Magnetic Matter: Freshman Research Initiative in Physics
Help Young Scientists Pursue Research
in Magnetism and Superconductivity!
“What experience was most meaningful to you during your academic career?”
A UT physics FRI alumnus answered:
“The Freshman Research Initiative (FRI) was one of the very unique experiences I had while at UT Austin. I got to actually do science and not just read about it . . . getting that early exposure to work in a lab was really something that helped sustain my passion, and it is one of the reasons I continue doing research today. The long arc to where I am now really started with the FRI program.”
— AbdulRaheem Bello, The Texas Scientist, Spring 2017
The Markert Lab’s Magnetic Matter: Freshman Research Initiative in Physics is the physics stream of the College of Natural Sciences FRI program that gets students involved in research early in their undergraduate years.
This program has been demonstrated to increase student retention and shorten time to graduation. Our stream has provided many scores of young researchers with their first stepping-stone to successful laboratory careers in physics, materials science, and engineering.
The Magnetic Matter Physics FRI wants to raise the stature of the program above the excellent baseline support provided by CNS. In particular, we need:
1) Student fellowships (to extend project time, scope, accomplishments).
2) Liquid Cryogens (for special techniques: 3He, SQUID, or high magnetic field).
3) Materials and Supplies (substrates, gases, electronic and optical components).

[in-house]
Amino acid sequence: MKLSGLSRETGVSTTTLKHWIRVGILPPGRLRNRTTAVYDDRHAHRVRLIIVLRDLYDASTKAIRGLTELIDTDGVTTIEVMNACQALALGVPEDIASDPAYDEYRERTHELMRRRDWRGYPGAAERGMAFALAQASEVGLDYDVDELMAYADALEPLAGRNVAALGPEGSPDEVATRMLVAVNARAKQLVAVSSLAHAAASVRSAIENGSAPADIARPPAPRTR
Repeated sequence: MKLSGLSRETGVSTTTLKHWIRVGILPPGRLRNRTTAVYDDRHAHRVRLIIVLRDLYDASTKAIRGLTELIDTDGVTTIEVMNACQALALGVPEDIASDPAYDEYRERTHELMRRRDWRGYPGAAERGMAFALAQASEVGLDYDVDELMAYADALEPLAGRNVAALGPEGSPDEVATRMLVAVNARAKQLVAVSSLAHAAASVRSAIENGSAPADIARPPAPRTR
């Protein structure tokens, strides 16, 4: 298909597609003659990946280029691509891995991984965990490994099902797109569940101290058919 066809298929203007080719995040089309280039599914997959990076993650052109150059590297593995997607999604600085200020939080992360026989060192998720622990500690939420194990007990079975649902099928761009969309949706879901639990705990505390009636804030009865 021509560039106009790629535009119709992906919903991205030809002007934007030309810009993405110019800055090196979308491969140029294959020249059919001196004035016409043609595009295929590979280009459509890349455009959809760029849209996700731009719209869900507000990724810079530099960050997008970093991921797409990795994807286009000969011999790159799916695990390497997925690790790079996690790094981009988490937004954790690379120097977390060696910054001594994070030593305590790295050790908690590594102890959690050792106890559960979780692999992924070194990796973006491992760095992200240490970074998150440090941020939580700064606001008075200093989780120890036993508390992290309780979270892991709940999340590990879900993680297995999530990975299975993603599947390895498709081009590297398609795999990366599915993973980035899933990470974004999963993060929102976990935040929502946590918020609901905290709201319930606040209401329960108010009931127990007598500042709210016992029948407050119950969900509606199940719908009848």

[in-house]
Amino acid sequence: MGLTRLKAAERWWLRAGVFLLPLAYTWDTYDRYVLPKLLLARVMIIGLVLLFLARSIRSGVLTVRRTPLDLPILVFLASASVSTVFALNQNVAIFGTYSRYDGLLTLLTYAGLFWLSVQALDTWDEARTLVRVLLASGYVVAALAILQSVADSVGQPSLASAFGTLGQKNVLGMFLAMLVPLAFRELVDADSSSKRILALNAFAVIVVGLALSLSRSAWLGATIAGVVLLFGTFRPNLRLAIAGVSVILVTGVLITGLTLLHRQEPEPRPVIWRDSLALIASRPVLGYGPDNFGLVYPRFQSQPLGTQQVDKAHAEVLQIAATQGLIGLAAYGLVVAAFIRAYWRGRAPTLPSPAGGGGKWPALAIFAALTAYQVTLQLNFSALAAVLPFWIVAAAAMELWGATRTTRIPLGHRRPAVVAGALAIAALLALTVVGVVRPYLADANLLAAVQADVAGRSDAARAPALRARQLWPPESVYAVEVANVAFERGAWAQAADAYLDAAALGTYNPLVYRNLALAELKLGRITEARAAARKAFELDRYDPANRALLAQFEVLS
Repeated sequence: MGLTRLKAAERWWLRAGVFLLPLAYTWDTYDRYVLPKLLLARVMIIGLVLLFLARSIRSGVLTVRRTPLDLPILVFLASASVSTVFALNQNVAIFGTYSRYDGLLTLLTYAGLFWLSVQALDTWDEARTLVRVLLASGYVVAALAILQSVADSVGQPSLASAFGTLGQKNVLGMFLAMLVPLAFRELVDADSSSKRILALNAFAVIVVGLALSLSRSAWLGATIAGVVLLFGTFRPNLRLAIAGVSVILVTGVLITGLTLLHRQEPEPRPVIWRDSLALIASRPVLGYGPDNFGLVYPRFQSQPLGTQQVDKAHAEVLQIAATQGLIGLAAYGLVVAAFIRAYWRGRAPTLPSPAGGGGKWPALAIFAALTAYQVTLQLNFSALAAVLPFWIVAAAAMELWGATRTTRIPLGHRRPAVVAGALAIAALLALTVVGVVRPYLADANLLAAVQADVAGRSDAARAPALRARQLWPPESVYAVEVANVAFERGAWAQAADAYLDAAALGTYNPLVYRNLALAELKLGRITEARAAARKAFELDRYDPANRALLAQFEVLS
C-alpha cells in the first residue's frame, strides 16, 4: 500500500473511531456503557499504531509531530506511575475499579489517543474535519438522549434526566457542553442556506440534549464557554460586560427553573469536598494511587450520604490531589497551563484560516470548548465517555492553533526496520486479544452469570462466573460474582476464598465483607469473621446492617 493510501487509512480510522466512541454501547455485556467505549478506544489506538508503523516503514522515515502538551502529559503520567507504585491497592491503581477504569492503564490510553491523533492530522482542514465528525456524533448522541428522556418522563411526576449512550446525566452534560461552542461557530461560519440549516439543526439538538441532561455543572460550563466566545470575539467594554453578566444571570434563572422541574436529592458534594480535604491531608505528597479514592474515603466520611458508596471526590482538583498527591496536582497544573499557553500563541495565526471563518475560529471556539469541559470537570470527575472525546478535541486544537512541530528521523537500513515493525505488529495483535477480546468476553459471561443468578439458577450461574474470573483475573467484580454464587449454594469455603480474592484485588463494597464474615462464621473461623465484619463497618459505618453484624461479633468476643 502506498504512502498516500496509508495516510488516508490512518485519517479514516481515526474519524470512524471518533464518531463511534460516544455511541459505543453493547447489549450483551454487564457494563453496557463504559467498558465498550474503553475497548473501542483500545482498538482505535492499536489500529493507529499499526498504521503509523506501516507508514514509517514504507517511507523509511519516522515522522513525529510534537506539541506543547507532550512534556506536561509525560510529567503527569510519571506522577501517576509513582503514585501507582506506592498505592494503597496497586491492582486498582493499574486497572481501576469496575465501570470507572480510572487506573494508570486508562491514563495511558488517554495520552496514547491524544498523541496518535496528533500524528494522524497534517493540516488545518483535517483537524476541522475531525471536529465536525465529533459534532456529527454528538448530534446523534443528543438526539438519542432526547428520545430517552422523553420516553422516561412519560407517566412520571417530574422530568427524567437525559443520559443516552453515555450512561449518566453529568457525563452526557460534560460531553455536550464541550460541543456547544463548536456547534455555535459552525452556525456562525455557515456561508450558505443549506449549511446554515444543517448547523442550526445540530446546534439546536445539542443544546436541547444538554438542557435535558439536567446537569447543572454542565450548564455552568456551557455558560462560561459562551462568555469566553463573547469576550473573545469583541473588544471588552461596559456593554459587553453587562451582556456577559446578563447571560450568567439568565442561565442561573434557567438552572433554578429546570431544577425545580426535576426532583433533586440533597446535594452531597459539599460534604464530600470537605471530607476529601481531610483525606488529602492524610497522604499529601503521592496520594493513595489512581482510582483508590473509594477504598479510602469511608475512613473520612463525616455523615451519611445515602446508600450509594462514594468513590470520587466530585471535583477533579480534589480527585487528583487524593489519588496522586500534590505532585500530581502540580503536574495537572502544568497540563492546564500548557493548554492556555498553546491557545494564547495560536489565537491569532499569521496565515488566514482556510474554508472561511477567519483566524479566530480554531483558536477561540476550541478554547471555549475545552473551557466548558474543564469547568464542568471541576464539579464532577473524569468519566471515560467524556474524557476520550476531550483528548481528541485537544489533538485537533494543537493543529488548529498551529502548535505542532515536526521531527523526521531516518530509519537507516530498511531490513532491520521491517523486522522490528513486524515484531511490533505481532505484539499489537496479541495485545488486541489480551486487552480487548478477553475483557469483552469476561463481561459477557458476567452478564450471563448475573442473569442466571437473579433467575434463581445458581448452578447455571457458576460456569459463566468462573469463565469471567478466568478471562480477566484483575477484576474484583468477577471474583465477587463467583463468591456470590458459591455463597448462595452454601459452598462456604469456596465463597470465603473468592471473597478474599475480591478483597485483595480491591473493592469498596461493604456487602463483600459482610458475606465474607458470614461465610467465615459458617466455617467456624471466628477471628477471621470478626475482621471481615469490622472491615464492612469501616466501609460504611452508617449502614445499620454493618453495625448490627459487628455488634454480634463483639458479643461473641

Your help will enable undergraduate students to pursue:
New Superconducting Materials:
Pulsed laser deposition for epitaxial film growth; flux, vapor-phase,
and electrolytic crystal growth;
high pressure (25 kbar) synthesis; electron-beam deposition of films.
Transport and ac susceptibility; upper critical fields, Hall effect; x-ray diffraction and low-angle x-ray scattering; transport and magnetism under high pressure (20 kbar); nuclear magnetic resonance (NMR) relaxation times (dynamics); thermal conductivity: one-dimensional magnon transport; heat capacity: phase transitions and critical phenomena.
High-Q mechanical oscillators (superconducting vortex motion); new: first Einstein-de Haas effect experiment; NMRFM (force-detected NMR microscopic imaging); new: catheter-based magnetic resonance imaging.
Our physics graduates comment:
“As a relatively recent alum of a CNS FRI program, I know first-hand the value of hands-on research for future scientists and engineers.” — Amanda Turbyfill, Physics FRI Alumna
“ I come from a Hispanic family, Guatemala to be more precise, and am a first generation college student. I am the only child in my family to be pursuing an advanced degree (PhD).” — Jeffrey Vit, Physics FRI Alumnus